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A Decade of Super Bowl Food Bets
Wikimedia Commons/VaBthang4Brady vs. Manning
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One of the few things as American as football is government officials betting on the outcome of the games. Mayors of the cities that are represented in the Super Bowl have bet on the big game for the last 10 years, and, not surprisingly, nine of those wagers included food (the only time it did not was Super Bowl XLIII between the Cardinals and the Steelers, when the mayors bet the planting of native trees).
The mayoral bet on this year’s Super Bowl between the Giants and Patriots is the second wager for New York mayor Michael Bloomberg and Boston mayor Thomas M. Menino, who made a huge bet when their cities’ teams faced off in Super Bowl XLII in early 2008. This year the mayors are betting a slew of prizes that boast the best that their cities have to offer, including four tickets on JetBlue, a two-night stay at the Ritz-Carlton, dinner for four at Legal Harborside, dinner for four at the Top of the Hub restaurant, and four box seats at a Bruins or Celtics game at the TD Garden if the Giants win; and four tickets on the Delta Shuttle, a two-night stay at the Grand Hyatt, dinner for four at the newly reopened Russian Tea Room, lunch or dinner for four at B. Smith’s restaurant, and four club seats at a Rangers or Knicks game if the Patriots win.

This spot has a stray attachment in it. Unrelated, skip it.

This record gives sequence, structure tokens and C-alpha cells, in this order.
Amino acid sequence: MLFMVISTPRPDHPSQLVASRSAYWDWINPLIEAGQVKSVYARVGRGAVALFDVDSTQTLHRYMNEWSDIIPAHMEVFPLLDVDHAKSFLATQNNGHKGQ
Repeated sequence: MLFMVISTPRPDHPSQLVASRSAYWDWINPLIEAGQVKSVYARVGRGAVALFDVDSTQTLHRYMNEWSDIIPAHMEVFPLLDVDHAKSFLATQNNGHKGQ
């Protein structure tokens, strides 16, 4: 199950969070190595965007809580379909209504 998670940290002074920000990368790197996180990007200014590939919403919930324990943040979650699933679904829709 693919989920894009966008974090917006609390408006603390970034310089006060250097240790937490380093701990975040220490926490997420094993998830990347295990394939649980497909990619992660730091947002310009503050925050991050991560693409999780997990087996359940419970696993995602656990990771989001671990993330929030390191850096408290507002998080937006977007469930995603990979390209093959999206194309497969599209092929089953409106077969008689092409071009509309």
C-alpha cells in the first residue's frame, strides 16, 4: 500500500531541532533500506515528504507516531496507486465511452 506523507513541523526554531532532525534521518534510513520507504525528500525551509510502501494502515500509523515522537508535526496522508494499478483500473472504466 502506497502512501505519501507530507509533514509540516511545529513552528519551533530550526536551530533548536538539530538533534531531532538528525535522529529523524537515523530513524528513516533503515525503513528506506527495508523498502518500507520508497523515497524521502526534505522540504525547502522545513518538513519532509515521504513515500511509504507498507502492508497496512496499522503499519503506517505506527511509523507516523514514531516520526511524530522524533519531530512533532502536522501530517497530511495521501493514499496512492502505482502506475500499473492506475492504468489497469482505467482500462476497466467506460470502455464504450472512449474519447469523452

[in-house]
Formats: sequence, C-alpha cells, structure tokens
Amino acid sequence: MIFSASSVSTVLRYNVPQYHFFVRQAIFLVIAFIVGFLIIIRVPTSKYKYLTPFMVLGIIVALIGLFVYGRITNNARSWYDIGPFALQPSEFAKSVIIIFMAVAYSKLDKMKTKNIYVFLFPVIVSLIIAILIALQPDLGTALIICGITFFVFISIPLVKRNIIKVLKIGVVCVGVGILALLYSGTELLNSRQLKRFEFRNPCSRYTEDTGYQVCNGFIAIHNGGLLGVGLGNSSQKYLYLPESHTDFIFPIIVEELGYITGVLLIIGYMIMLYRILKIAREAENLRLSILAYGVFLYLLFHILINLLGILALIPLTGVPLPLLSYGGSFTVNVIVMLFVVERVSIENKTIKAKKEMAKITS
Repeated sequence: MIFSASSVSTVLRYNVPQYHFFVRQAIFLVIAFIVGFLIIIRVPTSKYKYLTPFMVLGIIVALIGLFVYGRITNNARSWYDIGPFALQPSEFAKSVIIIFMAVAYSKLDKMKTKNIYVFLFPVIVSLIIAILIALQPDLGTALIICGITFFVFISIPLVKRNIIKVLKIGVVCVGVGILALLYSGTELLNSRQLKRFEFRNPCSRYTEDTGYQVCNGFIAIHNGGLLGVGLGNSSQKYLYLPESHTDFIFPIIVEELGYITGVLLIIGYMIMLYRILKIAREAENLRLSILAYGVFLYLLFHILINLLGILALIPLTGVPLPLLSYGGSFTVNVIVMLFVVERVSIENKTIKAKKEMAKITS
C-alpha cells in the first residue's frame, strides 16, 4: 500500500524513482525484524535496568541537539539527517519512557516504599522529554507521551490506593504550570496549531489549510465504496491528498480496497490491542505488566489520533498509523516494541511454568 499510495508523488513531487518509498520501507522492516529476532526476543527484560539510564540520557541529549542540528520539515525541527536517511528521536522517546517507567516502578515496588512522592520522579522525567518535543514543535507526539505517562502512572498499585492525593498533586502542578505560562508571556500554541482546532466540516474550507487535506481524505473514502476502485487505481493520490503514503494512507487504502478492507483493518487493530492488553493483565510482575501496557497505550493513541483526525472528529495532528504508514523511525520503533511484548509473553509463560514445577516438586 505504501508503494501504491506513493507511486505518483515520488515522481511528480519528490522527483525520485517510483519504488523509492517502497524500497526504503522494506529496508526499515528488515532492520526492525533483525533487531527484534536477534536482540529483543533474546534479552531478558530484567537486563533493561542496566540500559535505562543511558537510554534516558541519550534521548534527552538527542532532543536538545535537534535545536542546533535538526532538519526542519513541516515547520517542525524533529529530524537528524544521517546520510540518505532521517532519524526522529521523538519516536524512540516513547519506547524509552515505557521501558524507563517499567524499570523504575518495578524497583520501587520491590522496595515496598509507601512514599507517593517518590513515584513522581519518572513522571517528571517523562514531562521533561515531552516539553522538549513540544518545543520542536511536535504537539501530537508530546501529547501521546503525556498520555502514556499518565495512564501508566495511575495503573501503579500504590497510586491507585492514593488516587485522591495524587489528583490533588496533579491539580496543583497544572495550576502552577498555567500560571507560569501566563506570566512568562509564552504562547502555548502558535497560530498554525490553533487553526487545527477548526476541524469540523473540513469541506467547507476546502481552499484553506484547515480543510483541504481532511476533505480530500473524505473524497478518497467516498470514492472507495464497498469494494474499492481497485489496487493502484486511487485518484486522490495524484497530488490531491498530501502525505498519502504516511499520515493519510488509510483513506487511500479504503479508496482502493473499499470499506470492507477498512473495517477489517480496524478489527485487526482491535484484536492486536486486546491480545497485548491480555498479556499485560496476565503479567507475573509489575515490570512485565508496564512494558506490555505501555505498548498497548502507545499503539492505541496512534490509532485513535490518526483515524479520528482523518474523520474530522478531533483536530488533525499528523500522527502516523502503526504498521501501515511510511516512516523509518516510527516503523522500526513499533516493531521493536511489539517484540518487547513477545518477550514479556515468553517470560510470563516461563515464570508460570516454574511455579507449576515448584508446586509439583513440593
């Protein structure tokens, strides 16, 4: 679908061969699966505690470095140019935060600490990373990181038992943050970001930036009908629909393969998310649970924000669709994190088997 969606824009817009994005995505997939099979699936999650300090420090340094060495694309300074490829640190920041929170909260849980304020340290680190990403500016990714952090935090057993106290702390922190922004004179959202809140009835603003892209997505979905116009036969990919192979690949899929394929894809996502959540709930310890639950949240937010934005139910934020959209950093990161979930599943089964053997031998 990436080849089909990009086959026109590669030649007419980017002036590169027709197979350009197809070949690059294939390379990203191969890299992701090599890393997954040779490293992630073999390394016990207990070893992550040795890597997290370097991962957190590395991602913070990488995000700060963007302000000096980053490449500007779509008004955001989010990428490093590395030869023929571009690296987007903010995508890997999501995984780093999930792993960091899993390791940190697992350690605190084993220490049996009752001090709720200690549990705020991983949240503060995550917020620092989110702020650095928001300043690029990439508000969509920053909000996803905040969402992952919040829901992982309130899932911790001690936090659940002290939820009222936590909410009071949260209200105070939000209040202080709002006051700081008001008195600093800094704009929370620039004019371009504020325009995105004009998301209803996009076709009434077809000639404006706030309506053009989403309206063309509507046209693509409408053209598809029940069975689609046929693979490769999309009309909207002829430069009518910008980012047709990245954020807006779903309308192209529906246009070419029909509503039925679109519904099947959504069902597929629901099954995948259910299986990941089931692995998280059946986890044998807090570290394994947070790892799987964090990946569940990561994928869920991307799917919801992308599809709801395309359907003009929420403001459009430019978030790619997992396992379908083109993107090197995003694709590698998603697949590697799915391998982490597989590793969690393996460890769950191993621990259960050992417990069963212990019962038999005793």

When mayors make these bets, it’s not just pride on the line — it’s the best of what their cities have to offer. Here’s a small taste: deep-dish pizza and a whole pig from Chicago, Larry’s Smokehouse Salmon from Seattle, dinner at Bern’s Steak House in Tampa, Fla., a tray of cookies from the now-closed T.J.’s Gingerbread House in Oakland, Calif., pierogis and kielbasa from Bloomfield Bridge Tavern in Pittsburgh, and much, much more. Spoiler alert: Because the Patriots have been in four Super Bowls in this stretch, there is enough Boston cuisine wagered (but only lost once) to feed half of Fenway Park.
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